I applied for a promotion which I didn’t get. For the best, as these things so often turn out to be. But disheartening nonetheless. My ears were filled with the meaningless platitudes about ‘future opportunities’ and how I would be right for another role that would come up in future. As I suspected, that all came to nought. I am not stupid and I can see hollow promises a mile away.
I had an uneasy feeling. And, let me tell you, if you feel like you’re going to be screwed over, you definitely will be. Trust your gut. Mine was right and hasn’t steered me wrong yet.
I felt I had done my time and deserved to be recognised for it. That clearly wasn’t going to happen. So, rather than wait to be overlooked, I moved on.
Clearing the weeds
I do understand that sometimes, particularly when new people take over an existing team, that there is a desire to build their own team in their image. That sometimes, you have to clear the weeds before new things can grow.
Perhaps I was seen as a weed, preventing new growth. Those who know me would know that’s not true but I get it.
Why COO at ALT?
When the COO role at ALT was advertised, I considered it carefully. It wasn’t a direction I had considered before. Stepping away from being a ‘practitioner’ felt, and still feels, like a risk.
I knew of ALT, although I did not appreciate the range of things the organisation does or the fact that it is done by a very small mostly part-time team.
I knew Maren Deepwell, CEO of ALT, by reputation and through mutual colleagues on our networks. I did a little digging. Talked to some of my most trusted mentors and decided it was worth finding out more.
I got in touch with Maren and we had a brief discussion about the role. I would recommend this to anyone applying for a role. Always talk to the hiring manager! We discussed the role and the organisation, its values and challenges. I felt I understood what Maren was looking for and how I might be able to add value. So, I decided to apply.
As always, I managed my expectations to avoid disappointment. I had also applied for another role, and had an interview for it, whilst the application was under consideration so I was not putting all my eggs in that basket. I didn’t get the other role I applied for (rightly so, I would not have been right for it) and so I turned my energies to the ALT application.
The interview was an online day, split into three parts. A formal interview, HR role-play task and meeting the team. The formal interview involved a presentation. The HR simulation task involved being given a scenario about an employee who I would then talk to. ALT’s HR team played the role of the employee. Meeting the team involved a 30 minute chat where I would ask the team questions and they could ask me any they had. My abiding memory from that chat was getting far too enthused about spreadsheets.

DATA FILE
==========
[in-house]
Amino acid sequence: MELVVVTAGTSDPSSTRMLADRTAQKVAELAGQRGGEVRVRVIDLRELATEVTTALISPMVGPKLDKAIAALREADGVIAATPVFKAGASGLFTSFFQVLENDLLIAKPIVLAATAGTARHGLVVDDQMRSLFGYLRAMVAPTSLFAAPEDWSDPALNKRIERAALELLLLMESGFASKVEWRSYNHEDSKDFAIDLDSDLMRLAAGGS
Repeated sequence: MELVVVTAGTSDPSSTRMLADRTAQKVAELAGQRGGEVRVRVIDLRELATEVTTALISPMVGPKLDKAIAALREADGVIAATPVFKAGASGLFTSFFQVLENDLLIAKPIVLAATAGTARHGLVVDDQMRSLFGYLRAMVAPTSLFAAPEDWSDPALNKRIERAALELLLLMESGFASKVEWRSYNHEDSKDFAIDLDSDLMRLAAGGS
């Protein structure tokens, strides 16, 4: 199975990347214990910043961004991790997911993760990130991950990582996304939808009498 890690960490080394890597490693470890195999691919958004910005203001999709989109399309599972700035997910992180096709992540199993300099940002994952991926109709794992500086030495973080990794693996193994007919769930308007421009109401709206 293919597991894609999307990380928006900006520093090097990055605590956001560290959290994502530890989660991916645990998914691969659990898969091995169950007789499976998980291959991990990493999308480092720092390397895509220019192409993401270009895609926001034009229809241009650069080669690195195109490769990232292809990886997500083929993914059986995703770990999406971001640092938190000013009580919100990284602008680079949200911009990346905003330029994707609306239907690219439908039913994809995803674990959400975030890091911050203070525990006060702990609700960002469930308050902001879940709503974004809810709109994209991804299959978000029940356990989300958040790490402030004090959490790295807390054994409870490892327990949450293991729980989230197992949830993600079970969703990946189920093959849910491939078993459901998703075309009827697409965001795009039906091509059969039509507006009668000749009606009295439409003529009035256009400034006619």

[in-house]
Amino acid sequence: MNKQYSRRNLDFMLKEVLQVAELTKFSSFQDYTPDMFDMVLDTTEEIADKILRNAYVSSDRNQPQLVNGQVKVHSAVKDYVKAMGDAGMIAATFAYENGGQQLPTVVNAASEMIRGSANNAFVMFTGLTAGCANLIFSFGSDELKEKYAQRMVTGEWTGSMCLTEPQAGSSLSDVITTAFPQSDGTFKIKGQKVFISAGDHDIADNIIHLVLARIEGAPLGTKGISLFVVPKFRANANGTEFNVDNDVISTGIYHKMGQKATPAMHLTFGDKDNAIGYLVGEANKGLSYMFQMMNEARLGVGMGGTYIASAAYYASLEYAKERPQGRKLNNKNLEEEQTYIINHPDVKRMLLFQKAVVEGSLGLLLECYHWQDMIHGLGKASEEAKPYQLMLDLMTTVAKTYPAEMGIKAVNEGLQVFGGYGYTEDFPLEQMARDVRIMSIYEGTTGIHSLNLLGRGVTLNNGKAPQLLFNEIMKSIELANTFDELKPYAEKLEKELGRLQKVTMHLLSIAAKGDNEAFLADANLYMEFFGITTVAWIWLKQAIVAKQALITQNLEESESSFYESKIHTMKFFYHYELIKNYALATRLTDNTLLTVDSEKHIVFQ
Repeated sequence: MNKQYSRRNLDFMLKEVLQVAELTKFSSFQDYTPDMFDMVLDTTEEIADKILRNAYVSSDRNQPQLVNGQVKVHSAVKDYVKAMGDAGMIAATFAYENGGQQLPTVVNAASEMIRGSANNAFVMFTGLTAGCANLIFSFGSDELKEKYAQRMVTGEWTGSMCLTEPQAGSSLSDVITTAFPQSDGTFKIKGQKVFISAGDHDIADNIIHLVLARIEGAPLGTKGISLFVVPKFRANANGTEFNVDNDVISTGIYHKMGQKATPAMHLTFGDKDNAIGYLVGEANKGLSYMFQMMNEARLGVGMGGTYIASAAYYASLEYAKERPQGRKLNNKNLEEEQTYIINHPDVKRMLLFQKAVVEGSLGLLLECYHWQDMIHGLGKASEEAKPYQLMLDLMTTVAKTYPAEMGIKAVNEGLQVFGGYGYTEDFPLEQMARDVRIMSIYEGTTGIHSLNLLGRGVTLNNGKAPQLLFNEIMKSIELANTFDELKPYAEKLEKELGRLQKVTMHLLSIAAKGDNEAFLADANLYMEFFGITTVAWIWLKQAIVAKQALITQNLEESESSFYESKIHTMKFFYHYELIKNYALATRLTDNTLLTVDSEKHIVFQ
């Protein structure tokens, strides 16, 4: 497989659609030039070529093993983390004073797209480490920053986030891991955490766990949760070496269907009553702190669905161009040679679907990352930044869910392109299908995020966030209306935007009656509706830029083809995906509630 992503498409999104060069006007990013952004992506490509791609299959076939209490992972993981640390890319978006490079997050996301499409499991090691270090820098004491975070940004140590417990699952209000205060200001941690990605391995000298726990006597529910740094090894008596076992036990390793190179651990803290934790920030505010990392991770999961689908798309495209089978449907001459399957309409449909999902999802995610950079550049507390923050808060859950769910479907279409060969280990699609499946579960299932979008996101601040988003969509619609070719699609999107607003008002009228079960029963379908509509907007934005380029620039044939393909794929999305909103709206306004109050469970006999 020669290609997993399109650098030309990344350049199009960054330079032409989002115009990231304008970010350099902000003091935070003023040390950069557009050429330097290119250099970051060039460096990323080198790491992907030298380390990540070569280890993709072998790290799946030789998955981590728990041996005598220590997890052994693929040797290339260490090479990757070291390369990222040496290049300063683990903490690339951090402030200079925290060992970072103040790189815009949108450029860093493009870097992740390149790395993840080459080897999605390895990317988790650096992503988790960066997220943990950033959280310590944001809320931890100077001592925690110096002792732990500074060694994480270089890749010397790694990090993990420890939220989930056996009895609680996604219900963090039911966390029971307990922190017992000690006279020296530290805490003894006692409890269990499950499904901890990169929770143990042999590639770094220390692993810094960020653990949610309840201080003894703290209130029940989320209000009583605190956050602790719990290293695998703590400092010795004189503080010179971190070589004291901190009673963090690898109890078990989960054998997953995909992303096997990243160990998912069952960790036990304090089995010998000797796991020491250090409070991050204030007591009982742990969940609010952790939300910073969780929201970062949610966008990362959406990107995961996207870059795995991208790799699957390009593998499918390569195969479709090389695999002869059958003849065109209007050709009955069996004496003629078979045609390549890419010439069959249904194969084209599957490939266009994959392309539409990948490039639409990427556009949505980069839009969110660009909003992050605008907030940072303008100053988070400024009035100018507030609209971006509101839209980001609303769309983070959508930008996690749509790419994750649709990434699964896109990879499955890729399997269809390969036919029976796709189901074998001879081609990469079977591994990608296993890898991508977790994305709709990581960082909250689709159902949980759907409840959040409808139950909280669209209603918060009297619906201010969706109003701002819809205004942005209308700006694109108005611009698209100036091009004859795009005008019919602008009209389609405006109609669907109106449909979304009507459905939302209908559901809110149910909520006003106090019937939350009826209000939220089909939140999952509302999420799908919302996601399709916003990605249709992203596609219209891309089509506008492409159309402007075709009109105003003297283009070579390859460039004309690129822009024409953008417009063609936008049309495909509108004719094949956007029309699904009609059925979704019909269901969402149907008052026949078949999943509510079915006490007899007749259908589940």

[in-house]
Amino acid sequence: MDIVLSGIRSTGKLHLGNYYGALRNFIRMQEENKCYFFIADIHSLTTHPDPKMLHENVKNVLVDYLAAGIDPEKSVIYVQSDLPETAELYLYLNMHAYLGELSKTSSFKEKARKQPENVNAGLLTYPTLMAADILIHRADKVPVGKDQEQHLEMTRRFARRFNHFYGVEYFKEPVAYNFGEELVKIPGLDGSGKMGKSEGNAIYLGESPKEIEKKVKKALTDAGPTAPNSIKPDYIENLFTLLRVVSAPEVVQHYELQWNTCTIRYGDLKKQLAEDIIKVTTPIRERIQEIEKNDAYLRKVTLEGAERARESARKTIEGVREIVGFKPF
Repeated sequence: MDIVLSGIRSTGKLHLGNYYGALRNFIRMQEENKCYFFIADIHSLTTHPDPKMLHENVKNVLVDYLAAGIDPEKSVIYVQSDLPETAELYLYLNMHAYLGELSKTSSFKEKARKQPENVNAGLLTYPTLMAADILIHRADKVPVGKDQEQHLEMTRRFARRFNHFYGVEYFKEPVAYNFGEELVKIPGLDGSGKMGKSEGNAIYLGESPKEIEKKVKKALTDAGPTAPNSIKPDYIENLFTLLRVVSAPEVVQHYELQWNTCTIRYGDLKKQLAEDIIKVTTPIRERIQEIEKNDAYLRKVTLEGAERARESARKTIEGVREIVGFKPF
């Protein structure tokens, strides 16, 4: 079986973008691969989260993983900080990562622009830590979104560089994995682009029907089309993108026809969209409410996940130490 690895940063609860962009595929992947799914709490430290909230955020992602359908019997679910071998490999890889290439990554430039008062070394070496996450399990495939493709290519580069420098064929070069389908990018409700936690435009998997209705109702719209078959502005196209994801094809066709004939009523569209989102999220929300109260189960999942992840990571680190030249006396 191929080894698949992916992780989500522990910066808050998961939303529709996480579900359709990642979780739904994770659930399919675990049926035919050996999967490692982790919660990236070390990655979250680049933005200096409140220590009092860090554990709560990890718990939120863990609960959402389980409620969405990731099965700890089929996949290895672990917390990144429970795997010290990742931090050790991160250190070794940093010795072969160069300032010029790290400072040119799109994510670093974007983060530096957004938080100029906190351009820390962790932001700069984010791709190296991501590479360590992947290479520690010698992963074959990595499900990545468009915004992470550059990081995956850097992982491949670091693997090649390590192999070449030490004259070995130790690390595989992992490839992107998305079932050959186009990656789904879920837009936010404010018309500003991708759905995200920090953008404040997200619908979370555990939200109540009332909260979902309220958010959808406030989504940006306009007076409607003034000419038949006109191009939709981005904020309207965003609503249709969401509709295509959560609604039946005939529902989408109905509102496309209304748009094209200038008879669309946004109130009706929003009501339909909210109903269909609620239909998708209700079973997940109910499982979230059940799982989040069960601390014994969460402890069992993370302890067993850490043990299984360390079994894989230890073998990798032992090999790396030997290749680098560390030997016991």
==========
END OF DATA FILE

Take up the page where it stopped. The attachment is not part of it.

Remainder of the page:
I am a realist with borderline pessimism disorder. I thought it went OK, kicked myself over several answers I wish I had answered better, and overthought every follow up question.
I got on with my day expecting to hear a no.
Later that day Maren called me with the great news.
I took my time to consider the offer, there was much back and forth with Maren and Jo from HR. They were very patient. I talked it through with the people who know me best and whose advice I take very seriously.
Weighing up the options
My options were. Stay where I was and likely stagnate becoming ever more disappointed and bitter, or, take the job.
It was part-time, so there was a financial angle to consider. It is a small organisation with big responsibilities. Would Maren and I get on? Will I miss being a learning technologist ‘proper’?
Four months later
Four months on, I am certain I made the right choice.
I do worry about what next having moved out of my comfort zone. But, I have come to see that my career had stalled and the experience I needed to move on would not be gained at my previous institution.
I really enjoy working with this team. Everyone is friendly, enthusiastic and determined to see ALT succeed.
Thankfully, Maren and I get on well and it is nice to be managed by an inspiring and supportive leader (again).
My job is far from boring. There is plenty to do and more to come. It has its challenges but on the whole I feel much less stressed. I hadn’t realised how much my old role impacted me until I stepped away from it and looked at it objectively.
I will do a follow up blog post on all the things I’ve learned about ALT. I think it will be enlightening for a lot of members.